How, in a nation as wealthy as America, can the economy simply stop working for people at large, while super-serving those at the very top? Through exhaustive research and analysis, the political scientists Hacker and Pierson — whom Bill regards as the “Sherlock Holmes and Dr. Watson” of economics — detail important truths behind a 30-year economic assault against the middle class.
Who’s the culprit? “American politics did it– far more than we would have believed when we started this research,” Hacker explains. “What government has done and not done, and the politics that produced it, is really at the heart of the rise of an economy that has showered huge riches on the very, very, very well off.”
Bill considers their book the best he’s seen detailing “how politicians rewrote the rules to create a winner-take-all economy that favors the 1% over everyone else, putting our once and future middle class in peril.”
The show includes an essay on how Occupy Wall Street reflects a widespread belief that politics no longer works for ordinary people, including footage we took at the OWS rally from October – December 2011.
Full transcript of the show below the fold...
Lucas Gray, the television animator of "The Simpsons," and "Family Guy," has created a great video animation that tackles the concept of "trickle-down" economics, and prosperity through budget cuts that take needed funds away from necessities like education for our children.
The three-minute video, is narrated with audio of a speech Barack Obama delivered at the Associated Press Luncheon in April of 2012, rips apart the concept of these tried and failed economic policies.
Once Upon a Trickle Down: The Rise and Fall of Supply Side Economics.
Good morning and TGIF!
Move over "Trickle Down," there's a new game in town. It's an economy that begins with the middle class.
After thirty years of an economy geared toward the wealthy, the rest of us are waking up to the fact that a strong middle class is critical for robust economic growth.
Big Foreclosure Compensation, But Only for the Right Wrongs
by Paul Kiel, ProPublica Answers to homeowners' questions about the Independent Foreclosure Review.The administration's website for the foreclosure prevention program. Provides an FAQ, homeowner examples, and other tools to see whether you might qualify for the program.A list of HUD-approved housing counseling agencies nationwide.Tips for homeowners from the Federal Trade Commission.These rules lay out how mortgage servicers are supposed to conduct the program.A finance and economics blog that provides news and metrics on the state of the housing market.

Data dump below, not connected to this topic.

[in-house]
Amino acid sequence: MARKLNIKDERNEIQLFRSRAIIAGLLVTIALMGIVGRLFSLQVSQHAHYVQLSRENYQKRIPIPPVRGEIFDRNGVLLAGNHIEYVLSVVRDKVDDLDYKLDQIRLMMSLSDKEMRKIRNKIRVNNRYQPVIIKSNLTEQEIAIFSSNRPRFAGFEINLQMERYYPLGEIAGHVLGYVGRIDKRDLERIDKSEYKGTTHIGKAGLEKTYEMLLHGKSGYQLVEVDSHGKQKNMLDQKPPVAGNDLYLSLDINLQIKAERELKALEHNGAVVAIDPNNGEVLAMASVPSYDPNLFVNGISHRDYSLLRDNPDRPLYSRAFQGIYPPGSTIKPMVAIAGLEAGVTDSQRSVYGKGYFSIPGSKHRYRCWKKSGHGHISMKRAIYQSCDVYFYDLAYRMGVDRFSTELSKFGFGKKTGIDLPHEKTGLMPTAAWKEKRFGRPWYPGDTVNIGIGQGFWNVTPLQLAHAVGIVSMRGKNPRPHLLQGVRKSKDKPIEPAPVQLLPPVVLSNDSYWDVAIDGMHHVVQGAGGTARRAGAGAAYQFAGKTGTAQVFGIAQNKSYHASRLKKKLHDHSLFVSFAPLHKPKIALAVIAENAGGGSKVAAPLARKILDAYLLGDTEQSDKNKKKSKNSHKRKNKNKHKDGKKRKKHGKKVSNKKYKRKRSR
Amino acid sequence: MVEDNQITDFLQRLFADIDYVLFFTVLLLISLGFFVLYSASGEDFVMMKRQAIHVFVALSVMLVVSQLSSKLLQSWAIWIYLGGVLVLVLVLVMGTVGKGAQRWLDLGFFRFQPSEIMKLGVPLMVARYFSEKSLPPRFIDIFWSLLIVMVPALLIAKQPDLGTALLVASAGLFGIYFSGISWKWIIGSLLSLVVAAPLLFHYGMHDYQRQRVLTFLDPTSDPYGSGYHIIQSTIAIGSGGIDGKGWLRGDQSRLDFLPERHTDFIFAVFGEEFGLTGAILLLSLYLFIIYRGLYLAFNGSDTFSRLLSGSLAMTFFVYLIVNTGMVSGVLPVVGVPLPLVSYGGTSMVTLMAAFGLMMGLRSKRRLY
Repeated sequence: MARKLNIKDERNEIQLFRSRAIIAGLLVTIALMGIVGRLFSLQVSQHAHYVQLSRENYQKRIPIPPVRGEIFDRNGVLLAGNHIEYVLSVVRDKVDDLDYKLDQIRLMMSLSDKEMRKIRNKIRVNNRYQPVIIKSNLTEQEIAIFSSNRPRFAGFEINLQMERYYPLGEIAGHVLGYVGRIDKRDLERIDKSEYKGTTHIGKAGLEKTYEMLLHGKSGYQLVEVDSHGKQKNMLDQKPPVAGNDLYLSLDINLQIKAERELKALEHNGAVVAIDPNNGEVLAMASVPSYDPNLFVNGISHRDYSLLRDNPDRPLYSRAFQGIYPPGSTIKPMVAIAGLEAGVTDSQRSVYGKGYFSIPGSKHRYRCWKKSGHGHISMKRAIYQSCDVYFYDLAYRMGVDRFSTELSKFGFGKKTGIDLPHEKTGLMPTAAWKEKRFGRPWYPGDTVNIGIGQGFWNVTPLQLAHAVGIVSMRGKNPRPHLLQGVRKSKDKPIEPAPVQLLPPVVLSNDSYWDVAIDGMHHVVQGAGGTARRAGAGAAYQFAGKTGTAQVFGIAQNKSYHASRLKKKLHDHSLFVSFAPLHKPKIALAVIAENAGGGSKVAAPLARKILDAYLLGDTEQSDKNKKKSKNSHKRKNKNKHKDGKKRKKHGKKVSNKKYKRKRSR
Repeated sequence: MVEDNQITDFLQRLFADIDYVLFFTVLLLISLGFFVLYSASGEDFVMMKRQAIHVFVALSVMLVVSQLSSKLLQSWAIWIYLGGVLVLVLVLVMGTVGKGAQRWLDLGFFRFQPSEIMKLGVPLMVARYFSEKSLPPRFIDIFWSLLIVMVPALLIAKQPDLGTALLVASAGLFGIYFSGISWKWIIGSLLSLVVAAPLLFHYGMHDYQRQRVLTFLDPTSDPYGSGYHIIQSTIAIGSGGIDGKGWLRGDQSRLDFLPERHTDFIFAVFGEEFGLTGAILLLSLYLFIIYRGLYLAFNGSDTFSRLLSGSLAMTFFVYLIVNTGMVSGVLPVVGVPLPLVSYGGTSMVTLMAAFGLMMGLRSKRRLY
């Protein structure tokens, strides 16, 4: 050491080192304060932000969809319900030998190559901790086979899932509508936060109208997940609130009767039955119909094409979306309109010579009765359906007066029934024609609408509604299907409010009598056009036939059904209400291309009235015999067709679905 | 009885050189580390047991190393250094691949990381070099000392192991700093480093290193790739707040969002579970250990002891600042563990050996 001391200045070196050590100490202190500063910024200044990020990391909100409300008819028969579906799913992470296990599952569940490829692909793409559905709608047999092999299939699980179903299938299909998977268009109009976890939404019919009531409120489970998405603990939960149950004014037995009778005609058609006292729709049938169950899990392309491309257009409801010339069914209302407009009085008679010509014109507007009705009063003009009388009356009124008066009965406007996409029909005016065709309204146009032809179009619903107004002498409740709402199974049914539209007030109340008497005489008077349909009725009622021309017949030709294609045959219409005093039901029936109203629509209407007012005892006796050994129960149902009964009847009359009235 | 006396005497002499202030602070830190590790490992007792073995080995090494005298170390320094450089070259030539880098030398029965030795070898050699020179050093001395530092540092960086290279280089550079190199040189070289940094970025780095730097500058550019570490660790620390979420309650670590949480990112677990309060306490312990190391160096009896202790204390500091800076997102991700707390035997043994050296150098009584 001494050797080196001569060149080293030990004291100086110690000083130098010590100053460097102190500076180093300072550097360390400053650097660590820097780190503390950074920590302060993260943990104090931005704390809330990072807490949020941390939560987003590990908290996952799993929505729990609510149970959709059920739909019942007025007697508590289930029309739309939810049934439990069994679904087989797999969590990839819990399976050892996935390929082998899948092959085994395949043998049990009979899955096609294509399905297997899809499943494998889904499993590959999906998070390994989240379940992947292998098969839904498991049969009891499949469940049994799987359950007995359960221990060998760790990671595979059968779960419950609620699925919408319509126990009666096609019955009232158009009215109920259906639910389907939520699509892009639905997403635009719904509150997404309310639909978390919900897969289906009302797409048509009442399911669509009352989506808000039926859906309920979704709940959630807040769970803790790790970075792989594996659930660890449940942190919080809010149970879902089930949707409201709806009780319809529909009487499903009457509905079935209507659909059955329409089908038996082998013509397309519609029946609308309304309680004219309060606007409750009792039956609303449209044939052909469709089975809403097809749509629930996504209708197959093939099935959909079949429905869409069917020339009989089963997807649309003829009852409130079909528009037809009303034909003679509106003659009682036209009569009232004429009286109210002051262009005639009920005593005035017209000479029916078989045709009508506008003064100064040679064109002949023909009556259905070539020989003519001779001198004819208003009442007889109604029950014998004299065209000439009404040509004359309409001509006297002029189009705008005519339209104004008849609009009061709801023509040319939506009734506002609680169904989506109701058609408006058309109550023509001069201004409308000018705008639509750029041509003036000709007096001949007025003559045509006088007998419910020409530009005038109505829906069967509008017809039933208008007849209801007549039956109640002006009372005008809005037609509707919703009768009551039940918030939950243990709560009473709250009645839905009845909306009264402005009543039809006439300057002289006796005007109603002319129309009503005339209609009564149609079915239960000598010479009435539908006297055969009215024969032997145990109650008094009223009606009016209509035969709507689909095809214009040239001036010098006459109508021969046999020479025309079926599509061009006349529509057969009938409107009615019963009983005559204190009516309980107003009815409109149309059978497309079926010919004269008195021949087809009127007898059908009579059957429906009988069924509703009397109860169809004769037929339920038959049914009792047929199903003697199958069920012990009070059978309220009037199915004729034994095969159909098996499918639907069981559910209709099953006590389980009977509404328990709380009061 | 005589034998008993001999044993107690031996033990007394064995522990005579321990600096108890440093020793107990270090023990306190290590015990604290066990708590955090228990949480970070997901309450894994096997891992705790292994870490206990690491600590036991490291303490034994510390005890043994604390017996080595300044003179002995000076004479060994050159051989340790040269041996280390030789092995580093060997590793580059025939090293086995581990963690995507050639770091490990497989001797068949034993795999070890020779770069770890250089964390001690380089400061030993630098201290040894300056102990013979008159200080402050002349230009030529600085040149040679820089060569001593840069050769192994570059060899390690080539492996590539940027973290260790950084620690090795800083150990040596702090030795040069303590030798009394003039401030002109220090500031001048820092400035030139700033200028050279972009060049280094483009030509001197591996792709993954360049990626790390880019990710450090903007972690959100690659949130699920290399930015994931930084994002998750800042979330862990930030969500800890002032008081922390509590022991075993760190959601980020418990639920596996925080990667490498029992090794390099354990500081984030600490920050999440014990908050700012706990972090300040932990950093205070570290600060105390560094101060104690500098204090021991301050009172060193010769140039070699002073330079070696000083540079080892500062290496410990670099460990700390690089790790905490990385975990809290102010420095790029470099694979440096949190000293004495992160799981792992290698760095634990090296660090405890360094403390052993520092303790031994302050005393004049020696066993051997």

Can you put a price on the damage caused by a wrongful foreclosure? Banking regulators have. And it's $125,000. Or $60,000. Or $15,000. Or2026 it's unclear.
Last November, banking regulators launched a process to force the big banks to compensate homeowners victimized by their foreclosure abuses. Many crucial details remained unclear, including how much victims might receive.
More than seven months later, regulators finally released a "framework" that shows some of the possible outcomes. It's a list of thirteen mortgage servicing "errors," each with its own associated form of compensation. In addition to fixing the bank's errors, remedies include cash payments ranging from $500 all the way up to $125,000.
It turns out that, for homeowners seeking compensation for those errors and abuses, it's crucially important just how the servicer messed up. The logic for the differences in payment isn't always apparent and in some instances seems to defy common sense.
Two homeowners who each had their bid for a modification mishandled, for instance, could emerge with either $125,000 or $15,000 depending on just where in the process the error occurred. Regulators also left unsettled how homeowners will be compensated for so-called robo-signing, the scandal that provoked the foreclosure review to begin with.
With consumer response to the review so far underwhelming, regulators also extended the deadline for homeowners to submit a claim to September 30. It was originally April 30.